Lynn Strongin Dodds explores the never-ending challenge in integrating ESG analysis into investment research.
Despite the demand for sustainable funds, the plethora of regulation especially in Europe and increased resources, fund managers are still struggling to find the right words. Studies show that providing tangible evidence to support decision making considerations remains elusive and, in some cases, the picture is getting worse.
This was the verdict of the Redington’s recent annual Sustainable Investment Survey. Canvassing 122 managers, covering 232 strategies, it found that 98% have a firmwide environmental, social and governance policy and 80% employ dedicated ESG or sustainable investment staff. In addition, across most asset classes, investment recommendations are being influenced by ESG factors. For example, 78% of equity and 84% of fixed income managers state that environmental issues impact analyst recommendations in most cases.
However, less than half or 43% of managers are unable to provide an example of a sell decision driven by an ESG view in the last year, compared with 39% in the 2021 report. The same trend is seen on the buy front with 35% not able to evidence an ESG-motivated decision, up from 26% last year. Moreover, only 57% stated that they have an exit strategy in place to respond to negative ESG performance.
An evolving landscape
In many ways, this is not surprising as ESG is a relatively new concept. It can be traced back to the 1960s to ethical investing but that was more straight forward as it involved screening out industries such as tobacco, weapons alcohol, tobacco, coal, oil sands and gambling. The actual ESG acronym only came into existence in 2004 on the back of a UN commissioned report which called for “better inclusion of environmental, social and corporate governance (ESG) factors in investment decisions”.
It took a while to catch on. PIMCO which analysed earnings call transcripts of about 10,000 global companies between May 2005 and May 2021, found that from May 2005 to May 2018, ESG mentions hovered between 0% to 1% of calls. By May 2019 these rose to 5%, and by May 2021, it was 19%.
The pandemic has been a driver but so too has investor demand. The outlook is promising even in the current turbulent market environment. Bloomberg Intelligence forecasts that ESG assets are on track to exceed $50 trillion by 2025, representing more than a third of the projected $140.5 trillion in total global assets under management. A good chunk of the growth is likely to emanate from the fresh crop of regulations, most notably the European Union’s Sustainable Finance Disclosure Regulation (SFDR) which came into effect in March 2021.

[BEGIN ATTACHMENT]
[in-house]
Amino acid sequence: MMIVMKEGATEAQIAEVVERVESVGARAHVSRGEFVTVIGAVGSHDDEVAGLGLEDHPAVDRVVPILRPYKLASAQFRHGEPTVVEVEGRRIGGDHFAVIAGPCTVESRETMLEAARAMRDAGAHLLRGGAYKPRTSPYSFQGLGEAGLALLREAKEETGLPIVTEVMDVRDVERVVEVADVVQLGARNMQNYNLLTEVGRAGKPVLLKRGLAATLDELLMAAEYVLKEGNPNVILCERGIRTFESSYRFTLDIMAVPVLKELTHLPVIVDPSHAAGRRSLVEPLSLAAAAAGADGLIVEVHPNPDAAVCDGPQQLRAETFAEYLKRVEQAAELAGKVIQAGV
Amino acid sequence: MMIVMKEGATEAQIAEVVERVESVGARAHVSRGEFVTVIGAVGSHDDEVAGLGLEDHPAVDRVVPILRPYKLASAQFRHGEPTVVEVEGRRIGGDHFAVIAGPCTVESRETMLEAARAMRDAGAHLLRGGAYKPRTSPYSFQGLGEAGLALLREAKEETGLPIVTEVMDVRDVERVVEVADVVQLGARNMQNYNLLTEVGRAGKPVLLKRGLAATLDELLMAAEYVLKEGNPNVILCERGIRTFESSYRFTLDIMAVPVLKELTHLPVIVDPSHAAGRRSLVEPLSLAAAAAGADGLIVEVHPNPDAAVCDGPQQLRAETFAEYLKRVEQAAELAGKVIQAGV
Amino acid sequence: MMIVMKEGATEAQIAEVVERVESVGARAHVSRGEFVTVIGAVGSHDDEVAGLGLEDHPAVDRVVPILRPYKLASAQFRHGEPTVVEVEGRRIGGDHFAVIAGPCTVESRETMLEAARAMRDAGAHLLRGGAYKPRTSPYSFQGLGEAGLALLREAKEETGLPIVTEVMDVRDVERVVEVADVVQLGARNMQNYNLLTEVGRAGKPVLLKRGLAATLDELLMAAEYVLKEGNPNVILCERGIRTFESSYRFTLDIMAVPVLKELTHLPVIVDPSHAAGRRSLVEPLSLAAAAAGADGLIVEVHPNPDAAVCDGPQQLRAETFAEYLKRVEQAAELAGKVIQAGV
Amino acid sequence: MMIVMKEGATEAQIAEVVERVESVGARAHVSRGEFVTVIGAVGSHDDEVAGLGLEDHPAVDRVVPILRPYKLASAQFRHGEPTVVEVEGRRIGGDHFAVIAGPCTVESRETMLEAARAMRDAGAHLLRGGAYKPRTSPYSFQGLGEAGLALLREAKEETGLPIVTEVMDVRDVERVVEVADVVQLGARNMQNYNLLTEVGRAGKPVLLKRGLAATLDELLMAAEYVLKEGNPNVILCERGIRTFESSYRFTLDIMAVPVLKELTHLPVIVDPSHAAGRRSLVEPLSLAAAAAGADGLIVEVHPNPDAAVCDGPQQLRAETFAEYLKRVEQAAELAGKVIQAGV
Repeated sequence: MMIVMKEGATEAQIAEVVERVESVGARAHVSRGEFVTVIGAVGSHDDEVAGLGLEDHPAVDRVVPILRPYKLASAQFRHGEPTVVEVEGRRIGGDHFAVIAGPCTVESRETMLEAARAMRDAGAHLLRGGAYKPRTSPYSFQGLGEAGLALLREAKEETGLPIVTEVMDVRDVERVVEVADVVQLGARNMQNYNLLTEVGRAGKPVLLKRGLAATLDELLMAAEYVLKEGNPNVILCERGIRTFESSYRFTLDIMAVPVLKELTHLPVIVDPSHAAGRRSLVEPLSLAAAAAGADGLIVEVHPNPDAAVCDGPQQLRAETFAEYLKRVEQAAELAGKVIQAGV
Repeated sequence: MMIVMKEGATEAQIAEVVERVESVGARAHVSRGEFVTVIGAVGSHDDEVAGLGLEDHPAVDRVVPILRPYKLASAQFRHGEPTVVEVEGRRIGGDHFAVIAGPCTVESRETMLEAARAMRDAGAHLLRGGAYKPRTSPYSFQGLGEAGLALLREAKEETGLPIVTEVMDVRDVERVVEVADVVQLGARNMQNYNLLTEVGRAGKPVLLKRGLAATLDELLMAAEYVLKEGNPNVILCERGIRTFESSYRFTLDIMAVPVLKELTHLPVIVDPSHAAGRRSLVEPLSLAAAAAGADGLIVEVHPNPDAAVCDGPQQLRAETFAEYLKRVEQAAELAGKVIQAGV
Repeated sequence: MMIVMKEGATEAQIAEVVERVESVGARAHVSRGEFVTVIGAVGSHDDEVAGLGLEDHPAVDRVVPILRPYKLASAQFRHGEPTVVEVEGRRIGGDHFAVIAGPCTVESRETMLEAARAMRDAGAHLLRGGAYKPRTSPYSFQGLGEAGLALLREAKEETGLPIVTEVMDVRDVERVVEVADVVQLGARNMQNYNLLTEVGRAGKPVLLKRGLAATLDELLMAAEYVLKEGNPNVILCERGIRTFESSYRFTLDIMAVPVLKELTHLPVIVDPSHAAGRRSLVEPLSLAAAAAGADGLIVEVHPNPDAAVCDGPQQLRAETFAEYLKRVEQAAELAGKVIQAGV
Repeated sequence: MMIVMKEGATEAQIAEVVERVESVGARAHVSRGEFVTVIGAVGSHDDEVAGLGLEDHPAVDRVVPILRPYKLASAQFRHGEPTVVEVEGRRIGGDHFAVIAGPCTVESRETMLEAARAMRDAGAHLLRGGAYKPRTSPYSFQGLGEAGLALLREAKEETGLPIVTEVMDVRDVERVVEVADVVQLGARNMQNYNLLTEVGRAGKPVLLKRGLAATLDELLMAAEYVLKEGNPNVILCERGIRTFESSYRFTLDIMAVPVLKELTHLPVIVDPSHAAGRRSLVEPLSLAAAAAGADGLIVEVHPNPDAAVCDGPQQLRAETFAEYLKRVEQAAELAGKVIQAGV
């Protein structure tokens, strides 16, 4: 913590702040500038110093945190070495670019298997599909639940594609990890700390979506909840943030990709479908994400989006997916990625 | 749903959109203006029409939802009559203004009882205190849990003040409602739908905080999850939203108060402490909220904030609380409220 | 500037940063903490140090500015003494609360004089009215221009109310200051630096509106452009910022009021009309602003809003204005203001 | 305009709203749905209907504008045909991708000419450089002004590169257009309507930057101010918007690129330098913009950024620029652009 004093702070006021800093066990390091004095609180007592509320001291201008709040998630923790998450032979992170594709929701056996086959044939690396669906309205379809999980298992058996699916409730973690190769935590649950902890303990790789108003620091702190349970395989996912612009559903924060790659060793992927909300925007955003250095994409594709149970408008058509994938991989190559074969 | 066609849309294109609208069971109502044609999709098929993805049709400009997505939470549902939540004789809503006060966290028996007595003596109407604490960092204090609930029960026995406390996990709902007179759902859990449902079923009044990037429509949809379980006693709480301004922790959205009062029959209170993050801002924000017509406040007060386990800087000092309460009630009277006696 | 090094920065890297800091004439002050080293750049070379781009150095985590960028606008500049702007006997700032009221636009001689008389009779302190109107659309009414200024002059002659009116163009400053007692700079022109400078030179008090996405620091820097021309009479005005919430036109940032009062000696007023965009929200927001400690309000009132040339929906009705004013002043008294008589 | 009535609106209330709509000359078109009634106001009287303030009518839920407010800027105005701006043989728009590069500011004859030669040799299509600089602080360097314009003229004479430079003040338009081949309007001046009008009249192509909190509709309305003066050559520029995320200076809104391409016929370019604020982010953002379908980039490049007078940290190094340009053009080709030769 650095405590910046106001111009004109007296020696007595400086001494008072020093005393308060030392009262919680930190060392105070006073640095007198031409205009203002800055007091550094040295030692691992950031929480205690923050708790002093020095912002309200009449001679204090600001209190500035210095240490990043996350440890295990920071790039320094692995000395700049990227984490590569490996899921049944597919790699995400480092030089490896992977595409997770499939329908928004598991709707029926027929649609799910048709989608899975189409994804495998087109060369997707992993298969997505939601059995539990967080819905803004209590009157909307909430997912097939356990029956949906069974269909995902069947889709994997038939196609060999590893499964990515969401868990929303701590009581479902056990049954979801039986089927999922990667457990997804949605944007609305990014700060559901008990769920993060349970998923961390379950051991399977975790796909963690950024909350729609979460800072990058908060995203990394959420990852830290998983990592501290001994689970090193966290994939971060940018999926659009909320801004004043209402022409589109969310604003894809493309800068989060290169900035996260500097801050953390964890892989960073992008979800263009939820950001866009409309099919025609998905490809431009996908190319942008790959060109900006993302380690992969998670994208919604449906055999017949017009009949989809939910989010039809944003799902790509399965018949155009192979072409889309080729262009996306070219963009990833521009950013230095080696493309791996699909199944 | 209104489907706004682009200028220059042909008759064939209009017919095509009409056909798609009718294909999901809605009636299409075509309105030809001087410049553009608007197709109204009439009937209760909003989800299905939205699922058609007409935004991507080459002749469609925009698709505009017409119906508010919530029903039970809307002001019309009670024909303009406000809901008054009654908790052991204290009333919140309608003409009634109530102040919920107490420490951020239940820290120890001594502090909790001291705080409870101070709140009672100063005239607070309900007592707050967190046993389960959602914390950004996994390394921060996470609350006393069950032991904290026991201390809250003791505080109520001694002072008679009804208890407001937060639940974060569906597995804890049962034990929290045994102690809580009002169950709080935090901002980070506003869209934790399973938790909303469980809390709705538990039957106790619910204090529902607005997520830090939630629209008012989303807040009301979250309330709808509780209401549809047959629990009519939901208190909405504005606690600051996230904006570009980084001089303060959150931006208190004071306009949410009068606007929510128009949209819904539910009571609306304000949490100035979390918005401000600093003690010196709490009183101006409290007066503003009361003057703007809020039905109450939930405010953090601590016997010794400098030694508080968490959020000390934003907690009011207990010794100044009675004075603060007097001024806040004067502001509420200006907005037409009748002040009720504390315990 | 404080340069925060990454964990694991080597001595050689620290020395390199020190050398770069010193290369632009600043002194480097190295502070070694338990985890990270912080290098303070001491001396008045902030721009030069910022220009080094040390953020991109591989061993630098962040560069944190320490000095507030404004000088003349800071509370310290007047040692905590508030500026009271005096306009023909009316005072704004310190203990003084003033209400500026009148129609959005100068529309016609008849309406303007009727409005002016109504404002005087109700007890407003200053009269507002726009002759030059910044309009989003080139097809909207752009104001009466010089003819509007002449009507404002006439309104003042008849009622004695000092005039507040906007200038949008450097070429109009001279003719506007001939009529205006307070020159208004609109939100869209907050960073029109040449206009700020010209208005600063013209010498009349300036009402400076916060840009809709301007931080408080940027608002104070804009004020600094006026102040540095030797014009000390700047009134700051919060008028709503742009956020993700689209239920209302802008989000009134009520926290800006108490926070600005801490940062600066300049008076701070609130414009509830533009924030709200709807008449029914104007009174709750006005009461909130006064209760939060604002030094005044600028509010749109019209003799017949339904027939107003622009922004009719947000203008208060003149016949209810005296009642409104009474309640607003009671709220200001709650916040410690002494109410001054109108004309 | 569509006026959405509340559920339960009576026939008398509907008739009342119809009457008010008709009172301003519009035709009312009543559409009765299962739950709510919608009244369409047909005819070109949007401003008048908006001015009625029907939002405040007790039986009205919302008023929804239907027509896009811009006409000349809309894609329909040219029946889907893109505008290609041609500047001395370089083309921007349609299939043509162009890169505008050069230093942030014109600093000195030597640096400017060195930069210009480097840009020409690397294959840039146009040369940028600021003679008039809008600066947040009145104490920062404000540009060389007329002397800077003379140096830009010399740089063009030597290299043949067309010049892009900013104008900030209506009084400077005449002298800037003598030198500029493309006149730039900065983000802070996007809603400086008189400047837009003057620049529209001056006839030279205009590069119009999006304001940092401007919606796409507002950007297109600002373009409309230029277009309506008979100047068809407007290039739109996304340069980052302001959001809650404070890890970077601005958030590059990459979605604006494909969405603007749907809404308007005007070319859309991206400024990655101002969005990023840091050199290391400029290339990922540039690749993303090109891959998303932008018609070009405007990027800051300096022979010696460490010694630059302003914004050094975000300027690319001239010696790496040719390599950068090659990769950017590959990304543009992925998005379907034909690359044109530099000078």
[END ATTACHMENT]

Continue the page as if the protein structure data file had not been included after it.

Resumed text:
There are also attempts at greater uniformity. “From a standardisation standpoint, organisations like the International Sustainability Standards Board (ISSB) are working to harmonise existing metrics from the likes of TCFD (Task Force on Climate-related Financial Disclosures), the GRI (Global Reporting Initiative) and Carbon Disclosure Project (CDP),” says Diane Eshleman, chief sustainability officer at Delta Capita. “Having more universal definitions will go a long way toward helping fund managers to compare and contrast alternative investment options.”
The EU has its own template with the Corporate Sustainability Reporting Directive (CSRD) which is set to replace the Non-Financial Reporting Directive while the US Securities and Exchange Commission is working on a mandatory climate reporting framework.
A dual approach
One of the main goals is for analysts to evaluate not only the common financial metrics of earnings, profit margin, average order value, cash flow and return on assets but also the non- financial indicators. These range from a company’s environmental impact to general working practices, supply chain issues and cases of discrimination or sexual harassment.